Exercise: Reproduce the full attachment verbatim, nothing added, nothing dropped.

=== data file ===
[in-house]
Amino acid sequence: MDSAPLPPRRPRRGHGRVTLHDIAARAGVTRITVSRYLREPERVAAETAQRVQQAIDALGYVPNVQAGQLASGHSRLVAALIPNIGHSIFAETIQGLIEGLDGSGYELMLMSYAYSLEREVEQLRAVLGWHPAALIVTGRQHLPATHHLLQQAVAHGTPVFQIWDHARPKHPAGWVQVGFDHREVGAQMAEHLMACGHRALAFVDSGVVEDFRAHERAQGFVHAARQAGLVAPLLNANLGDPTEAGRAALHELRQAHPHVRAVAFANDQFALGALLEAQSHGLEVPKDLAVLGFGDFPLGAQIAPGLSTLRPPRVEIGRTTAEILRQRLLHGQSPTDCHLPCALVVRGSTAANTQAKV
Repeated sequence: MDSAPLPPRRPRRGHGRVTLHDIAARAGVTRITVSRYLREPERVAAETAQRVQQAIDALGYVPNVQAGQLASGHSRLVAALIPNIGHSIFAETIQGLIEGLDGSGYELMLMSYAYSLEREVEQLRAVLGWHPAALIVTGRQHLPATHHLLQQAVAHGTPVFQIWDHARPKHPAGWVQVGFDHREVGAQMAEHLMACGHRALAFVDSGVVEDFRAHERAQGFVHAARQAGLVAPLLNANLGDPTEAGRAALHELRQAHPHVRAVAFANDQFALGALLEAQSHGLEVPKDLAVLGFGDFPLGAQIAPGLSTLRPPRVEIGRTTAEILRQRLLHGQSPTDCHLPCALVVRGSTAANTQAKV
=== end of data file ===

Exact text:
[in-house]
Amino acid sequence: MDSAPLPPRRPRRGHGRVTLHDIAARAGVTRITVSRYLREPERVAAETAQRVQQAIDALGYVPNVQAGQLASGHSRLVAALIPNIGHSIFAETIQGLIEGLDGSGYELMLMSYAYSLEREVEQLRAVLGWHPAALIVTGRQHLPATHHLLQQAVAHGTPVFQIWDHARPKHPAGWVQVGFDHREVGAQMAEHLMACGHRALAFVDSGVVEDFRAHERAQGFVHAARQAGLVAPLLNANLGDPTEAGRAALHELRQAHPHVRAVAFANDQFALGALLEAQSHGLEVPKDLAVLGFGDFPLGAQIAPGLSTLRPPRVEIGRTTAEILRQRLLHGQSPTDCHLPCALVVRGSTAANTQAKV
Repeated sequence: MDSAPLPPRRPRRGHGRVTLHDIAARAGVTRITVSRYLREPERVAAETAQRVQQAIDALGYVPNVQAGQLASGHSRLVAALIPNIGHSIFAETIQGLIEGLDGSGYELMLMSYAYSLEREVEQLRAVLGWHPAALIVTGRQHLPATHHLLQQAVAHGTPVFQIWDHARPKHPAGWVQVGFDHREVGAQMAEHLMACGHRALAFVDSGVVEDFRAHERAQGFVHAARQAGLVAPLLNANLGDPTEAGRAALHELRQAHPHVRAVAFANDQFALGALLEAQSHGLEVPKDLAVLGFGDFPLGAQIAPGLSTLRPPRVEIGRTTAEILRQRLLHGQSPTDCHLPCALVVRGSTAANTQAKV